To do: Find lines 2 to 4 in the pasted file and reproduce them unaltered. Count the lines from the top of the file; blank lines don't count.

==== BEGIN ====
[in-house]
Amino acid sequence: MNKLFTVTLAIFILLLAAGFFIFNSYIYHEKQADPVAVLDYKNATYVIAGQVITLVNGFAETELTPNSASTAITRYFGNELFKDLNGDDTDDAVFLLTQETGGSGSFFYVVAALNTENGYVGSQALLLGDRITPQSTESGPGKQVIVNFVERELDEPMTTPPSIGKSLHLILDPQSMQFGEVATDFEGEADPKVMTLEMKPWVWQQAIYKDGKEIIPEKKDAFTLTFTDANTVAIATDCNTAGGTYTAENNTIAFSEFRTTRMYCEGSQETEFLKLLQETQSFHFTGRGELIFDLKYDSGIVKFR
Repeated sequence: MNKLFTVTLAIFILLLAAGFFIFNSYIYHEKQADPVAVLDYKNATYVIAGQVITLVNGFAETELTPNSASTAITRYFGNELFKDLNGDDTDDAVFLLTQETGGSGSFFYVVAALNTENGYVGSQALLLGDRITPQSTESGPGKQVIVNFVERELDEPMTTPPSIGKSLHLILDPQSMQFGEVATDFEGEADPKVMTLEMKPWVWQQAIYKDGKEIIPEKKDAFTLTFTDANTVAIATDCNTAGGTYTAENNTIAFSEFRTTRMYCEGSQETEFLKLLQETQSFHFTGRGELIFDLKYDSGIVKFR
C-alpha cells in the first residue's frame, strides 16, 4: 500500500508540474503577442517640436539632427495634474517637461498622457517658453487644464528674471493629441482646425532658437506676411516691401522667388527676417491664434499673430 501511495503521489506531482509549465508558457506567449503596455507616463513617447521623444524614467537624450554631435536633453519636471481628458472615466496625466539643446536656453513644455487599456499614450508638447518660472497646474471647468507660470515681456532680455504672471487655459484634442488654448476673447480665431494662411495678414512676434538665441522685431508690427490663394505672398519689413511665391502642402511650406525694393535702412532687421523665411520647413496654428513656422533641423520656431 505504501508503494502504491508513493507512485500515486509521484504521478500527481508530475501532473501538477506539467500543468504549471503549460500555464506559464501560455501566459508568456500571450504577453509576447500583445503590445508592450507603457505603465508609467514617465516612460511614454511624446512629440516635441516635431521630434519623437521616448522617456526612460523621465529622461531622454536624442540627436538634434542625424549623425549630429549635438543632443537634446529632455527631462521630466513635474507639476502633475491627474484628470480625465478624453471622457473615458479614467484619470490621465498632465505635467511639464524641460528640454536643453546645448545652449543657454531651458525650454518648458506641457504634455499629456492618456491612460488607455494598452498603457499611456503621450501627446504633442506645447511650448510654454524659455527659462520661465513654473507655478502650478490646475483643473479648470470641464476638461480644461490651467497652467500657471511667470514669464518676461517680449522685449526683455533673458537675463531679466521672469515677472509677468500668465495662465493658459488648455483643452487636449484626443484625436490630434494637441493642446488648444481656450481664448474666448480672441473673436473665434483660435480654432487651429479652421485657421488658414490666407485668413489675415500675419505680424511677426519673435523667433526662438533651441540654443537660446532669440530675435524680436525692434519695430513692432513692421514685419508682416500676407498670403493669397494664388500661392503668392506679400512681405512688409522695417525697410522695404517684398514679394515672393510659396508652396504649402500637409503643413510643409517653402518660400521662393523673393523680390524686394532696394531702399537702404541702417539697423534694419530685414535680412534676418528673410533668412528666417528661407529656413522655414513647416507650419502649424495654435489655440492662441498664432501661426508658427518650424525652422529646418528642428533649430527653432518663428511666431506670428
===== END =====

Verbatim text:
Amino acid sequence: MNKLFTVTLAIFILLLAAGFFIFNSYIYHEKQADPVAVLDYKNATYVIAGQVITLVNGFAETELTPNSASTAITRYFGNELFKDLNGDDTDDAVFLLTQETGGSGSFFYVVAALNTENGYVGSQALLLGDRITPQSTESGPGKQVIVNFVERELDEPMTTPPSIGKSLHLILDPQSMQFGEVATDFEGEADPKVMTLEMKPWVWQQAIYKDGKEIIPEKKDAFTLTFTDANTVAIATDCNTAGGTYTAENNTIAFSEFRTTRMYCEGSQETEFLKLLQETQSFHFTGRGELIFDLKYDSGIVKFR
Repeated sequence: MNKLFTVTLAIFILLLAAGFFIFNSYIYHEKQADPVAVLDYKNATYVIAGQVITLVNGFAETELTPNSASTAITRYFGNELFKDLNGDDTDDAVFLLTQETGGSGSFFYVVAALNTENGYVGSQALLLGDRITPQSTESGPGKQVIVNFVERELDEPMTTPPSIGKSLHLILDPQSMQFGEVATDFEGEADPKVMTLEMKPWVWQQAIYKDGKEIIPEKKDAFTLTFTDANTVAIATDCNTAGGTYTAENNTIAFSEFRTTRMYCEGSQETEFLKLLQETQSFHFTGRGELIFDLKYDSGIVKFR
C-alpha cells in the first residue's frame, strides 16, 4: 500500500508540474503577442517640436539632427495634474517637461498622457517658453487644464528674471493629441482646425532658437506676411516691401522667388527676417491664434499673430 501511495503521489506531482509549465508558457506567449503596455507616463513617447521623444524614467537624450554631435536633453519636471481628458472615466496625466539643446536656453513644455487599456499614450508638447518660472497646474471647468507660470515681456532680455504672471487655459484634442488654448476673447480665431494662411495678414512676434538665441522685431508690427490663394505672398519689413511665391502642402511650406525694393535702412532687421523665411520647413496654428513656422533641423520656431 505504501508503494502504491508513493507512485500515486509521484504521478500527481508530475501532473501538477506539467500543468504549471503549460500555464506559464501560455501566459508568456500571450504577453509576447500583445503590445508592450507603457505603465508609467514617465516612460511614454511624446512629440516635441516635431521630434519623437521616448522617456526612460523621465529622461531622454536624442540627436538634434542625424549623425549630429549635438543632443537634446529632455527631462521630466513635474507639476502633475491627474484628470480625465478624453471622457473615458479614467484619470490621465498632465505635467511639464524641460528640454536643453546645448545652449543657454531651458525650454518648458506641457504634455499629456492618456491612460488607455494598452498603457499611456503621450501627446504633442506645447511650448510654454524659455527659462520661465513654473507655478502650478490646475483643473479648470470641464476638461480644461490651467497652467500657471511667470514669464518676461517680449522685449526683455533673458537675463531679466521672469515677472509677468500668465495662465493658459488648455483643452487636449484626443484625436490630434494637441493642446488648444481656450481664448474666448480672441473673436473665434483660435480654432487651429479652421485657421488658414490666407485668413489675415500675419505680424511677426519673435523667433526662438533651441540654443537660446532669440530675435524680436525692434519695430513692432513692421514685419508682416500676407498670403493669397494664388500661392503668392506679400512681405512688409522695417525697410522695404517684398514679394515672393510659396508652396504649402500637409503643413510643409517653402518660400521662393523673393523680390524686394532696394531702399537702404541702417539697423534694419530685414535680412534676418528673410533668412528666417528661407529656413522655414513647416507650419502649424495654435489655440492662441498664432501661426508658427518650424525652422529646418528642428533649430527653432518663428511666431506670428